Jeanne Rathbone

Wihelmina Stirling Battersea House and De Morgan Collection

Posted in Wilhelmina Stirling Old Battersea House and De Morgan Collection by sheelanagigcomedienne on March 17, 2021

Wilhelmina Stirling was a a Battersea character, an author and founder of the De Morgan Collection and resident of Old Battersea House for decades and is one of my Inspiring Battersea Women. It was a such a shame that Wandsworth Council let go of the De Morgan Collection which it had inherited from the Borough of Battersea.

She was born in London in 1865, Anna Maria Diana Wilhelmina Pickering was the youngest daughter of Anna Spencer-Stanhope and Percival Pickering, Q.C. (1810-1876). She was the younger sister of Evelyn De Morgan. Over her lifetime Mrs Stirling assembled a substantial art collection that featured their work. When she died at the age of ninety-nine in 1965, she bequeathed her collection to be looked after in Trust for perpetuity.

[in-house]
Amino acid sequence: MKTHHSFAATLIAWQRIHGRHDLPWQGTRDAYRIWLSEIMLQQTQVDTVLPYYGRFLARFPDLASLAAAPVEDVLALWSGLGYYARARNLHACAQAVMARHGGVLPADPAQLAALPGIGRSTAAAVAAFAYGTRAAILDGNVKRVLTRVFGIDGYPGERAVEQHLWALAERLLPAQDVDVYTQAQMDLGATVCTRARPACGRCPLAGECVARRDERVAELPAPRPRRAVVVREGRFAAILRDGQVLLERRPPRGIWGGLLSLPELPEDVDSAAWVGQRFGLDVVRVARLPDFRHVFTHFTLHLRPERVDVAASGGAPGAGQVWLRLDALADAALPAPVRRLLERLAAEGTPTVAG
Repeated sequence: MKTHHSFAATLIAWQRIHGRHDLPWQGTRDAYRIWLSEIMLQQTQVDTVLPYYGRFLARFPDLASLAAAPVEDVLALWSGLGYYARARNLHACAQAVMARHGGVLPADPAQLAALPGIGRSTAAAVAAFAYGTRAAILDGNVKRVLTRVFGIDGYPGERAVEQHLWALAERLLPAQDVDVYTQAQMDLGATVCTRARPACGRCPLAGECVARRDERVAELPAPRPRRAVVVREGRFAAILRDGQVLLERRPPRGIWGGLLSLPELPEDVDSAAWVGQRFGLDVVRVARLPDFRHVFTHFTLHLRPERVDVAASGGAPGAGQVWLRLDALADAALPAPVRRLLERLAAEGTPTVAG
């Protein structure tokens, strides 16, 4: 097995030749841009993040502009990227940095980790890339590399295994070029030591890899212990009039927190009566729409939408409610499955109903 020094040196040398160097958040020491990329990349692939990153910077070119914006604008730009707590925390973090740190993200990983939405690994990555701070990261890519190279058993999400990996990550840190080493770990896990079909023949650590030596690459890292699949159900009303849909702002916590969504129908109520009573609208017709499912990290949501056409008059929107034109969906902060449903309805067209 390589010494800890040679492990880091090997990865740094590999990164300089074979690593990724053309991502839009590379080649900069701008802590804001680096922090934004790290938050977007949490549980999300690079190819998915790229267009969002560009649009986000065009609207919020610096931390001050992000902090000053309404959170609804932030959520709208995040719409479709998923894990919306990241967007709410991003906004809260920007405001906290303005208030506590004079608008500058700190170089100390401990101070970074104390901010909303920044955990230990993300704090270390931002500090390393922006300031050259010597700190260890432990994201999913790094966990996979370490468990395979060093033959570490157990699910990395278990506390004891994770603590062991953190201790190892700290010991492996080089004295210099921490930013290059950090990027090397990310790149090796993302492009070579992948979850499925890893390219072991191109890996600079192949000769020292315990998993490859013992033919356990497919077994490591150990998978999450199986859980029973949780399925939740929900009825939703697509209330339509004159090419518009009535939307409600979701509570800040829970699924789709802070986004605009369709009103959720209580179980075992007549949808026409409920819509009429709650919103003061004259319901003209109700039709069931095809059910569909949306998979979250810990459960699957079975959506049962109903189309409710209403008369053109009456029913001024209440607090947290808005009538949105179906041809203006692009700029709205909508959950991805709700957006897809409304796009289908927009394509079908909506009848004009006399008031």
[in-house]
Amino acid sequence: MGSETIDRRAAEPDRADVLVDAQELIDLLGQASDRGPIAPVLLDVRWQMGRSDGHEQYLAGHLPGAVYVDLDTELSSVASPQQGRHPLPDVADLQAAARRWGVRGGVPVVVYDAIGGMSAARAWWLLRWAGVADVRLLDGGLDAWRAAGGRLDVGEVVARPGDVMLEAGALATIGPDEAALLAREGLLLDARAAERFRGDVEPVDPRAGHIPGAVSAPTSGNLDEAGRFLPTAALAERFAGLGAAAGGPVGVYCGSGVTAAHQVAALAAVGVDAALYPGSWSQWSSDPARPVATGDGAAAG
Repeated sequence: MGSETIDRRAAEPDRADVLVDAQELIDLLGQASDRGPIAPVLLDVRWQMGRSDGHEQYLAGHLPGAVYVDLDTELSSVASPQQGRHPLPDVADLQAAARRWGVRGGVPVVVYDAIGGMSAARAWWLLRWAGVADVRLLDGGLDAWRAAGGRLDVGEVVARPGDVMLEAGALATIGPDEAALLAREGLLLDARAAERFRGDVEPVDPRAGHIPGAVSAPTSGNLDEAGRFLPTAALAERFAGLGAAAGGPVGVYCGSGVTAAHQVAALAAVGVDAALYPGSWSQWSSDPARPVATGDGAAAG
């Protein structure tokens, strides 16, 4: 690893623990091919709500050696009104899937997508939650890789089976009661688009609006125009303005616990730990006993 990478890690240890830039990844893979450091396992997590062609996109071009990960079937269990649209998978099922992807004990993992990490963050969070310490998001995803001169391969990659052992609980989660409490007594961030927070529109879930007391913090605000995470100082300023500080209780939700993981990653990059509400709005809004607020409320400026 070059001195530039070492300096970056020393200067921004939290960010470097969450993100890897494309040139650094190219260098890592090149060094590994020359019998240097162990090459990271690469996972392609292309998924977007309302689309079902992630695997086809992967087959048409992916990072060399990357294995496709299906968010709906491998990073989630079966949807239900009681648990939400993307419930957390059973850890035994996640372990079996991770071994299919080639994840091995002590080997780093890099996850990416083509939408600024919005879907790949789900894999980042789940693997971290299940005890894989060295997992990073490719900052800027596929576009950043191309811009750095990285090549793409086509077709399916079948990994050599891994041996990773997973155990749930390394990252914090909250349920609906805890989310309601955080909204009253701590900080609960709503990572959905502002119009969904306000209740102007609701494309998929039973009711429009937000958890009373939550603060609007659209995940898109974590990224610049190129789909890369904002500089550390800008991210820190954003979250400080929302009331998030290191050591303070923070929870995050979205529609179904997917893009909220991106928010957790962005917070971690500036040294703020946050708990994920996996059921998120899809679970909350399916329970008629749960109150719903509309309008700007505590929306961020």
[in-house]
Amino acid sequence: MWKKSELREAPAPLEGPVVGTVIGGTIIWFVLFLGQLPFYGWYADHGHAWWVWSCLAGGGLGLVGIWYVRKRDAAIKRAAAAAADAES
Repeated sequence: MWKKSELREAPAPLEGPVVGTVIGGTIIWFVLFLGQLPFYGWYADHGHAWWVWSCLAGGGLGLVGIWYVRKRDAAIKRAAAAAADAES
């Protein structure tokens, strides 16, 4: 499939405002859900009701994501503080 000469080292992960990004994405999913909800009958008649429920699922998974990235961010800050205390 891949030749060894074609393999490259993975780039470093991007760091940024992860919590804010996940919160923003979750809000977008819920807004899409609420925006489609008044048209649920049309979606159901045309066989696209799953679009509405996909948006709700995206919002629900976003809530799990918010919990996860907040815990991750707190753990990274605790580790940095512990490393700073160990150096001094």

Battersea House , the building was known as Terrace House until the 1930s. It was built for the “naval administrator”] Samuel Pett and was most likely completed in 1699. Battersea Council almost demolished the house in the 1920s and built St. John’s estate on the grounds of the house in the 1930s. In 1931 Mrs Stirling persuaded the council to lease it to her and to grant her lifetime tenancy of the building. She moved in with her husband Charles Goodbarne and she renamed it Old Battersea House.

Under her tenure the house served to house a collection of art by her sister, the Pre-Raphaelite painer Evelyn De Morgan and Evelyn’s husband, the potter designer William De Morgan and used the house to display their collection of paintings and pottery. This collection is now kept by the De Morgan Foundation.